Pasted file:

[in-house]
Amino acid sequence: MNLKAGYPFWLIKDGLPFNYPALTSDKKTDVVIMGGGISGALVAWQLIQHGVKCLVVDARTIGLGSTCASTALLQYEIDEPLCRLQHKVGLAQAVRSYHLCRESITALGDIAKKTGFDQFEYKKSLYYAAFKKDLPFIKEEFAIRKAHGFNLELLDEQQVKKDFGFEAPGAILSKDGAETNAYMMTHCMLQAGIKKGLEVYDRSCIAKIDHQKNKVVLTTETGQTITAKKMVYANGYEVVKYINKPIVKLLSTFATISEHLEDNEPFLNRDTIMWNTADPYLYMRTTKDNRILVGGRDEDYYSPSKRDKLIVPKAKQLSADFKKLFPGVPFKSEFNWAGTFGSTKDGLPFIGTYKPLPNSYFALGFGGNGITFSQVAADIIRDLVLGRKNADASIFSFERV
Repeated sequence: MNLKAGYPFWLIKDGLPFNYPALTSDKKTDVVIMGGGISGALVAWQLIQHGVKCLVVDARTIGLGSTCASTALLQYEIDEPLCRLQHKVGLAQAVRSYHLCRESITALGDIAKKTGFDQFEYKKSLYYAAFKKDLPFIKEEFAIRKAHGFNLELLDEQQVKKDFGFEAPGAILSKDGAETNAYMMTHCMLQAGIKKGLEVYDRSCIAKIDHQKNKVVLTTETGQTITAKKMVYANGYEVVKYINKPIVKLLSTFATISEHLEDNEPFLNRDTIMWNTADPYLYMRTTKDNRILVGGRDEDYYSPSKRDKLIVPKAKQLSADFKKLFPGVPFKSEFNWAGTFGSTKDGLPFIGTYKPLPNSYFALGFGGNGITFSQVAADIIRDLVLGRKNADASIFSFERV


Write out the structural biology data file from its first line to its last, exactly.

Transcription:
[in-house]
Amino acid sequence: MNLKAGYPFWLIKDGLPFNYPALTSDKKTDVVIMGGGISGALVAWQLIQHGVKCLVVDARTIGLGSTCASTALLQYEIDEPLCRLQHKVGLAQAVRSYHLCRESITALGDIAKKTGFDQFEYKKSLYYAAFKKDLPFIKEEFAIRKAHGFNLELLDEQQVKKDFGFEAPGAILSKDGAETNAYMMTHCMLQAGIKKGLEVYDRSCIAKIDHQKNKVVLTTETGQTITAKKMVYANGYEVVKYINKPIVKLLSTFATISEHLEDNEPFLNRDTIMWNTADPYLYMRTTKDNRILVGGRDEDYYSPSKRDKLIVPKAKQLSADFKKLFPGVPFKSEFNWAGTFGSTKDGLPFIGTYKPLPNSYFALGFGGNGITFSQVAADIIRDLVLGRKNADASIFSFERV
Repeated sequence: MNLKAGYPFWLIKDGLPFNYPALTSDKKTDVVIMGGGISGALVAWQLIQHGVKCLVVDARTIGLGSTCASTALLQYEIDEPLCRLQHKVGLAQAVRSYHLCRESITALGDIAKKTGFDQFEYKKSLYYAAFKKDLPFIKEEFAIRKAHGFNLELLDEQQVKKDFGFEAPGAILSKDGAETNAYMMTHCMLQAGIKKGLEVYDRSCIAKIDHQKNKVVLTTETGQTITAKKMVYANGYEVVKYINKPIVKLLSTFATISEHLEDNEPFLNRDTIMWNTADPYLYMRTTKDNRILVGGRDEDYYSPSKRDKLIVPKAKQLSADFKKLFPGVPFKSEFNWAGTFGSTKDGLPFIGTYKPLPNSYFALGFGGNGITFSQVAADIIRDLVLGRKNADASIFSFERV